He crested the last rise and stopped, fighting back tears as he looked down on the place whose people he wanted to serve for the rest of his days. The small town of Tain was just waking, the sun climbing on the horizon and painting the calm sea with a line of shimmering gold. This way, it called, as it had a hundred times on his long walk. This way…
This is fiction, but as close to the spirit and facts of St Duthac’s early life as my research has been able to take me.
Duthac was a real figure, yet the details of his life can be elusive. He was born in AD 1000 and died in 1065. Despite devoting his life to Tain, he did not die there. In his final years, something pulled him back to Ireland, presumably to the school of God and Selfless Love that had given him his spiritual wings. In 1253, long after his death, his ‘relics’ – mainly bones – were returned from Ireland by unknown benefactors, to the same tiny chapel he built in Tain.
Much later, the relics were transferred from the abandoned chapel to what is now the St Duthac Memorial Church. Much of St Duthac’s published story is based on the same potted text, some of which is incorrect. It’s an important fact that the ‘relics’ of the saint came back to the original chapel that he had built by hand and where he worked and taught.
St Duthac was one of Scotland’s most revered and well-known saints. The Scottish Reformation, in 1535, brutally erased the saints and their worship, removing all ritual and replacing decoration with plainness. Music was also banned, replaced only with the chanting of psalms.
The memory of St Duthac was removed from history… To the victors, the spoils. The truth of the long human story is constantly altered in this way. Curiously, unlike other saints – such as Columba or St Andrew – Duthac’s name was only ever preserved in Tain, the town he served and loved, and which hosts his name and his works to this day. St Duthac’s relics were later moved within Tain to the first of two churches built in his name. The relics were mysteriously ‘lost’ during the reformation, and never seen again…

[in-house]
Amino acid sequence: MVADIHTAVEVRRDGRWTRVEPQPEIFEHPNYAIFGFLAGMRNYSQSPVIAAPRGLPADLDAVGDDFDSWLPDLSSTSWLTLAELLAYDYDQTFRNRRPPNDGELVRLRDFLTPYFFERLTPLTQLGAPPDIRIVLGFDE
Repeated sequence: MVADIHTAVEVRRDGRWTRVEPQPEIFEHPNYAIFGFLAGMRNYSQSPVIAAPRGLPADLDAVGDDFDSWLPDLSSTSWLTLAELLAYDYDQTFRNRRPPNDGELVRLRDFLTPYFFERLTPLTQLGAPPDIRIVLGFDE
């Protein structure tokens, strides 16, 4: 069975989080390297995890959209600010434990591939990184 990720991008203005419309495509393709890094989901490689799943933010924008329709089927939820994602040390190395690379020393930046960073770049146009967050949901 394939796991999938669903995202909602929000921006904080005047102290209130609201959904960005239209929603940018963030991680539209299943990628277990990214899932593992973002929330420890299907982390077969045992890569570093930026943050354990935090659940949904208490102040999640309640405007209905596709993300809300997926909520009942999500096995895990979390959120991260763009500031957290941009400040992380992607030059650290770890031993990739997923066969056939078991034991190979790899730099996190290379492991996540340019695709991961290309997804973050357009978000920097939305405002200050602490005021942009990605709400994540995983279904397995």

Most of his life is lost to history, but much of Duthac’s appeal and status can be inferred from the folk tales that come down to us from ‘his people’. Two of his ‘miracles’ are illustrative of this.
In the first, when a young child, he was asked to transport some ‘blazing coals’ to start another fire. He did so with his bare skin, remaining unburnt. Here we have to look beyond the literal for the meaning. Certain parts of the detail stand out, in the way of such stories:
He was a child – a young soul. His life lay ahead of him, the blazing coals are symbolic of a ‘fire’ that would burn others, yet were not a danger to him. Through the gift of a ‘high nature’ – earned or by birth – he was able to hold and transport that fire. The fire can be read as deep spiritual knowledge; the transportation as teaching. It was a power that was his to transform so that it would inspire, but not burn others. He was the higher vessel. His duty was to use it wisely and to teach those ready to receive.
St Duthac is said to have been of noble birth, yet no records remain to support this. Perhaps this, too, is symbolic, and fits with the above interpretation.
In another of the ‘miracles’, a man asks one of Duthac’s younger disciples to carry a gift of some meat and a gold ring to the saint. The disciple is careless and lets a bird of prey steal them. Arriving, crestfallen, at the chapel, the young man recounts his sorry tale. St Duthac forgives him and summons the eagle. He lets the bird keep the meat, but takes the ring.
The lesson is to cherish the true and perfect ‘gold’ of the ring and let the ‘lower’ – the meat – be left to nature’s cycles of birth, maturity and decay. Duthac’s status (of ‘noble birth’) is one of mastery of nature, i.e. working completely with it. Nature is then content to conform to this ‘noble’ human will. The Creator is recognised; reflected in the Man, but governed by the degree that the man conforms to ‘God’s will’, i.e. the Good.
History tells that Duthac became Bishop of Tain, but we might want to examine this. His training in Ireland was entirely within the Celtic Christian tradition – one that would send missionaries out across Europe to found some of the most important centre of learning in history. It may have been that the Roman church tradition that drove Celtic Christianity back to Ireland, made Duthac, posthumously, into a bishop to show his historical conversion to the standard faith.